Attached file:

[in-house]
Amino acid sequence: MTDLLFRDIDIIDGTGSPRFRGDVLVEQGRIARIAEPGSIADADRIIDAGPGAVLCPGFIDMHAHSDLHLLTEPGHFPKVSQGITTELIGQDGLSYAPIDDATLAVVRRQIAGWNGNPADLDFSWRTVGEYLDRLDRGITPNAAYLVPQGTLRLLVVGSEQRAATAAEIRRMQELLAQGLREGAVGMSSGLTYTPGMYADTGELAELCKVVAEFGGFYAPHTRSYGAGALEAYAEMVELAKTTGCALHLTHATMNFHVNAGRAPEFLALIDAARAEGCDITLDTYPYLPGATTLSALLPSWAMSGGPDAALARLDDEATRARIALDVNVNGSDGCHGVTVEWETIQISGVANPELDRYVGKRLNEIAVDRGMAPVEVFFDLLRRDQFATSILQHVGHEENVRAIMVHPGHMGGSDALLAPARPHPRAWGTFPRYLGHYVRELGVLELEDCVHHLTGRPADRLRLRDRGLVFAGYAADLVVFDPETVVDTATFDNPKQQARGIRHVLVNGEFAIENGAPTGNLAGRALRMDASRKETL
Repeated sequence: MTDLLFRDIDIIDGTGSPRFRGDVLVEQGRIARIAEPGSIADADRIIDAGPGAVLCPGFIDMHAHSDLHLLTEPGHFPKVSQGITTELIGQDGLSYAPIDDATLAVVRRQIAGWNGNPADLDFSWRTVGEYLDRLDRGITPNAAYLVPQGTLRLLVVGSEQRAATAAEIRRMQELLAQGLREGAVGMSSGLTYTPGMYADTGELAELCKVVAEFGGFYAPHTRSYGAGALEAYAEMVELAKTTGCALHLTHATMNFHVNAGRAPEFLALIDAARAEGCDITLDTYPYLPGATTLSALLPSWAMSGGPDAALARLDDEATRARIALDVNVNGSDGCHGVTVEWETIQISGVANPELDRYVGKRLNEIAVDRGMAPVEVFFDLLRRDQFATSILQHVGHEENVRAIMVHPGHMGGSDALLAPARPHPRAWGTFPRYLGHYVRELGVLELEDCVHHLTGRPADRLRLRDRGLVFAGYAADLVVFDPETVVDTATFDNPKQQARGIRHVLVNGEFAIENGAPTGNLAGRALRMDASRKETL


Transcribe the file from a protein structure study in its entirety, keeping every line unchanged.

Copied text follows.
[in-house]
Amino acid sequence: MTDLLFRDIDIIDGTGSPRFRGDVLVEQGRIARIAEPGSIADADRIIDAGPGAVLCPGFIDMHAHSDLHLLTEPGHFPKVSQGITTELIGQDGLSYAPIDDATLAVVRRQIAGWNGNPADLDFSWRTVGEYLDRLDRGITPNAAYLVPQGTLRLLVVGSEQRAATAAEIRRMQELLAQGLREGAVGMSSGLTYTPGMYADTGELAELCKVVAEFGGFYAPHTRSYGAGALEAYAEMVELAKTTGCALHLTHATMNFHVNAGRAPEFLALIDAARAEGCDITLDTYPYLPGATTLSALLPSWAMSGGPDAALARLDDEATRARIALDVNVNGSDGCHGVTVEWETIQISGVANPELDRYVGKRLNEIAVDRGMAPVEVFFDLLRRDQFATSILQHVGHEENVRAIMVHPGHMGGSDALLAPARPHPRAWGTFPRYLGHYVRELGVLELEDCVHHLTGRPADRLRLRDRGLVFAGYAADLVVFDPETVVDTATFDNPKQQARGIRHVLVNGEFAIENGAPTGNLAGRALRMDASRKETL
Repeated sequence: MTDLLFRDIDIIDGTGSPRFRGDVLVEQGRIARIAEPGSIADADRIIDAGPGAVLCPGFIDMHAHSDLHLLTEPGHFPKVSQGITTELIGQDGLSYAPIDDATLAVVRRQIAGWNGNPADLDFSWRTVGEYLDRLDRGITPNAAYLVPQGTLRLLVVGSEQRAATAAEIRRMQELLAQGLREGAVGMSSGLTYTPGMYADTGELAELCKVVAEFGGFYAPHTRSYGAGALEAYAEMVELAKTTGCALHLTHATMNFHVNAGRAPEFLALIDAARAEGCDITLDTYPYLPGATTLSALLPSWAMSGGPDAALARLDDEATRARIALDVNVNGSDGCHGVTVEWETIQISGVANPELDRYVGKRLNEIAVDRGMAPVEVFFDLLRRDQFATSILQHVGHEENVRAIMVHPGHMGGSDALLAPARPHPRAWGTFPRYLGHYVRELGVLELEDCVHHLTGRPADRLRLRDRGLVFAGYAADLVVFDPETVVDTATFDNPKQQARGIRHVLVNGEFAIENGAPTGNLAGRALRMDASRKETL